For Mr Sims, the biggest shift coming is getting rid of what he calls "the detritus" involved in college education such as sports teams.

He says there is a big shift away from just taking normal educational methods and putting them online, and instead allowing people to get bite-sized bits of knowledge when they need it.

Open Forum Open Forum attendees are a more mixed bunch than at most other Davos events
'Changed my life'

But other panellists stressed the social benefits of the parts of college life that do not lead directly to work-related skills.

Gianpiero Petriglieri from Insead said that if he had had the opportunity in the first few weeks of his university course "to click and close that window" on some of his professors then he would have done so, because they really got on his nerves.

"But then they changed my life," he says.

On the other hand, he said that "any institution not preparing itself for some sort of blended model is dooming itself to extinction".

Angel Gurria concluded that despite debt and misdirected skills problems, it was still worth getting a college degree. In 2008, people with a degree in OECD countries earned on average 75% more than those without one, he said. Today that figure is about 90%.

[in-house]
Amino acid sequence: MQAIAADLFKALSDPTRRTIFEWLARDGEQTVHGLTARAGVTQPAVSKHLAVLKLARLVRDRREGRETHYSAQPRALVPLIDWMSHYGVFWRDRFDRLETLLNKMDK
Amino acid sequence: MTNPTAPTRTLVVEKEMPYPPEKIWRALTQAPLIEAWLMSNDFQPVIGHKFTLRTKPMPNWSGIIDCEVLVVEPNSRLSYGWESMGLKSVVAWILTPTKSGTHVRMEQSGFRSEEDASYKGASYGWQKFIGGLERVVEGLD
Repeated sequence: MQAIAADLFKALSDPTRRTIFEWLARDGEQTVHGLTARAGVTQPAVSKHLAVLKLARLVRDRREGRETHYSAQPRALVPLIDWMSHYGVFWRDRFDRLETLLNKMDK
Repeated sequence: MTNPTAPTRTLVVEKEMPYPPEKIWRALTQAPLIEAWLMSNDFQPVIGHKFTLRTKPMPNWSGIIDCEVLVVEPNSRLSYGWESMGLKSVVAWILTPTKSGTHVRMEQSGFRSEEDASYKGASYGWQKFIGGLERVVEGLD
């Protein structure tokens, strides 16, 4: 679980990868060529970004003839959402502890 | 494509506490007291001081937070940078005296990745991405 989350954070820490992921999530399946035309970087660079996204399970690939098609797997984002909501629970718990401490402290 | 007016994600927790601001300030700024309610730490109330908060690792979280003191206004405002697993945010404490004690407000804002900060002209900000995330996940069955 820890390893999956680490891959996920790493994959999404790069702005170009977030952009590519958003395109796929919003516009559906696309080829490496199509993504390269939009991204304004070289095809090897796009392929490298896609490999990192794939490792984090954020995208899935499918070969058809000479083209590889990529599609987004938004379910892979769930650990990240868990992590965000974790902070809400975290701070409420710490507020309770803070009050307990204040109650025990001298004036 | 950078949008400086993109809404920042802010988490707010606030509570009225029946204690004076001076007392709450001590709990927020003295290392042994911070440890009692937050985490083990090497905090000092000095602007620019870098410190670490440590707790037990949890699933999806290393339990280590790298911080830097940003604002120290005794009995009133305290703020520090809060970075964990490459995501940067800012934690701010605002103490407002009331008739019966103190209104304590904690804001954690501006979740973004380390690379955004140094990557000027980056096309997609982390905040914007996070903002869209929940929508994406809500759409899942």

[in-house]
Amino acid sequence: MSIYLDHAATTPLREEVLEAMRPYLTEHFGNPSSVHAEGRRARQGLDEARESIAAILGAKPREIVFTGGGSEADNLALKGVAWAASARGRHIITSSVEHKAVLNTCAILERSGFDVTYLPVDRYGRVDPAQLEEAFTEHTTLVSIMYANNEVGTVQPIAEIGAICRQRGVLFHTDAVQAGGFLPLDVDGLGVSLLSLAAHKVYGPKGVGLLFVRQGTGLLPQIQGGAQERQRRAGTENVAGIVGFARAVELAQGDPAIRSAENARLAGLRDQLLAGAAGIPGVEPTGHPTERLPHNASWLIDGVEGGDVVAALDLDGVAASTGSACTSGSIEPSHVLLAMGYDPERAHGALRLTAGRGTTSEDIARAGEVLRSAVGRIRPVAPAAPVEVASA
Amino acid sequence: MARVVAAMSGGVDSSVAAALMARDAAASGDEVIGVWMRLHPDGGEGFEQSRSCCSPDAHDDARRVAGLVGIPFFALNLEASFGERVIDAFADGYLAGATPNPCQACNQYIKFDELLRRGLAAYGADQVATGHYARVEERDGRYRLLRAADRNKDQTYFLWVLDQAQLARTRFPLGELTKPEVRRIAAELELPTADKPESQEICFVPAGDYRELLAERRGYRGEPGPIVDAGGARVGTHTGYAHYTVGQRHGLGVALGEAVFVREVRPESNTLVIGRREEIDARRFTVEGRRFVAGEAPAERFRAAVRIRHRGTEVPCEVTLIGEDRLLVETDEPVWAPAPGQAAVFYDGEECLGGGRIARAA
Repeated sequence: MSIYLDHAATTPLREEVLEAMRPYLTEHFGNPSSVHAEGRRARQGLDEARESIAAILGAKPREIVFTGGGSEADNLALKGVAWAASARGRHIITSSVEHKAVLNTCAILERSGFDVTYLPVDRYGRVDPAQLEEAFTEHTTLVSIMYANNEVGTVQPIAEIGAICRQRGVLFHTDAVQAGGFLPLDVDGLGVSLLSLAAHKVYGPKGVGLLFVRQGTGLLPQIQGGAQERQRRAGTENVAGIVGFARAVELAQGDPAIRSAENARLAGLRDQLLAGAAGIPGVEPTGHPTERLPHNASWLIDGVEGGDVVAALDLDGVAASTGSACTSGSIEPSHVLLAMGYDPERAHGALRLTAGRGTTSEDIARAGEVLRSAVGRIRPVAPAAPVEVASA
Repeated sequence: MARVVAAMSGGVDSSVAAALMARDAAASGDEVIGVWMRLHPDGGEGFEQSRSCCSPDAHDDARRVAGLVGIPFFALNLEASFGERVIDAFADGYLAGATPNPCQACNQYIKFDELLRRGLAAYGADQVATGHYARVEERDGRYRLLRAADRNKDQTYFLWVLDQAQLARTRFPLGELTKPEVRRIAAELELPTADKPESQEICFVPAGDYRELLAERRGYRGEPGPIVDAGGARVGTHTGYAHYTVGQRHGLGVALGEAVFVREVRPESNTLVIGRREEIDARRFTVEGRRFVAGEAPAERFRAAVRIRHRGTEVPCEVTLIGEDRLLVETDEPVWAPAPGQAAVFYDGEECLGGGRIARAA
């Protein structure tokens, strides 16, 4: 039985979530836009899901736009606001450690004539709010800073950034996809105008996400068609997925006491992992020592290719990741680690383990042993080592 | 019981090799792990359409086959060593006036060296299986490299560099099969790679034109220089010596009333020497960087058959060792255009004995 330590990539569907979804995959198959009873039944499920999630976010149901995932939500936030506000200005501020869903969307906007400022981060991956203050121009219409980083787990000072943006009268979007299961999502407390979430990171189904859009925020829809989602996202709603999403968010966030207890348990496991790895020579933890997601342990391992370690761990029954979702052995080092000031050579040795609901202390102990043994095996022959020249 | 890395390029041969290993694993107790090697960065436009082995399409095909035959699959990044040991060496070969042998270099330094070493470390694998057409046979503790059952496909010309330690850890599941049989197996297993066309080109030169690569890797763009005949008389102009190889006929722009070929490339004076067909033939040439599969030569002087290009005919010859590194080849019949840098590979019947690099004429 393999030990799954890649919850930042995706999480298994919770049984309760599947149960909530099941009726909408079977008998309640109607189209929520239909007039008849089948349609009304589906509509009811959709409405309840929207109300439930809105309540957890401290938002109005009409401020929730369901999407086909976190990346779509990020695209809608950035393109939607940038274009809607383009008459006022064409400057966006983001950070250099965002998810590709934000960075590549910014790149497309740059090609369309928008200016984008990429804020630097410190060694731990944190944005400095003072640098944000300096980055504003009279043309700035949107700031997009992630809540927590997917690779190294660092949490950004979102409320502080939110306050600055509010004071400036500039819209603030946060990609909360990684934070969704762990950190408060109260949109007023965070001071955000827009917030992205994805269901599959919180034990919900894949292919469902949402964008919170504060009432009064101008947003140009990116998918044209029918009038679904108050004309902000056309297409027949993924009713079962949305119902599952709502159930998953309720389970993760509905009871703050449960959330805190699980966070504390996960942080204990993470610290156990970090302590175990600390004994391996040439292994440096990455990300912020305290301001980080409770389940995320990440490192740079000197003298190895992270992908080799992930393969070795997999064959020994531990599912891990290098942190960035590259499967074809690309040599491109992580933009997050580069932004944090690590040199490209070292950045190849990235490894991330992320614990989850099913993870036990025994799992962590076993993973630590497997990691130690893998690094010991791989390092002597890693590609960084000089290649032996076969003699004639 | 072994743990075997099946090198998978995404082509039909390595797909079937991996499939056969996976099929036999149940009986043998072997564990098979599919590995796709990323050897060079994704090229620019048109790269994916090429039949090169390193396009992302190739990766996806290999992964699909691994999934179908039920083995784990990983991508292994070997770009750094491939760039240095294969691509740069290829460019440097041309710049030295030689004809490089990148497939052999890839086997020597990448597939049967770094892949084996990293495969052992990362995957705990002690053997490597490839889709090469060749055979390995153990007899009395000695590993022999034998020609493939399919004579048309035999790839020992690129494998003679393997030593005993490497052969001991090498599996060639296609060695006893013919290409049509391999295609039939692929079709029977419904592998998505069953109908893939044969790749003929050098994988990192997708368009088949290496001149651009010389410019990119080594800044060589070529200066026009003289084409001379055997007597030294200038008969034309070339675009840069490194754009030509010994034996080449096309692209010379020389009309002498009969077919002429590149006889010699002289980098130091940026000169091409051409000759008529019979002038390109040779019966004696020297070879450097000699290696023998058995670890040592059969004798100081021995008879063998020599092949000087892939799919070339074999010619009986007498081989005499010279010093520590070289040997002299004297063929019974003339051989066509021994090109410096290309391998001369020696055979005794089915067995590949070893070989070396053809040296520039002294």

"Not everyone can be a dropout like Bill Gates or Zach or [Mark] Zuckerberg," so do take that extra loan and get a degree, he advised.

More on This Story

The BBC is not responsible for the content of external Internet sites

More Business stories


BBC Business Live

    Bank culture Via Email David Stanley from Richmond

    writes: "Where does all the money [from fines] go? Presumably some goes in compensation to the victims, but the rest? To pay off the deficit?"

    Via Twitter Lauren Davidson, business reporter at The Telegraph

    tweets: "From Times Mag profile last month: CEO Harriet Green fixed Thomas Cook, earned less than her male predecessor."

    07:40: Thomas Cook

    A little more on Harriet Green's departure from Thomas Cook. "I always said that I would move on to another company with fresh challenges once my work was complete," she says. "That time is now." The statement adds that when Ms Green joined, the company's share price was 14p. Today, it is 137.9p.

    Via Twitter Simon Jack Business correspondent, BBC News

    tweets: "Harriet Green steps down as CEO of Thomas Cook after only 2 years. She once told me she never stays anywhere for long but this is very brief."

    07:30: Thomas Cook
    Thomas Cook

    Overall, Thomas Cook, which has been struggling to compete with the rise of internet travel agents, made a statutory pre-tax loss of £114m for the year to the end of September. It's an improvement on the year before, when it made a £163m loss.

    07:24: Compass profits
    Students receive their lunch at Salusbury Primary School in northwest London

    Global catering and support services firm Compass group - if you have never eaten their food, there is a very strong chance your children will have eaten it at school - has reported a 5.4% rise in pre-tax profits to £1.16bn for the year to the end of September. "Food is and will remain our core competence and is backed with some strong support service businesses," the company says.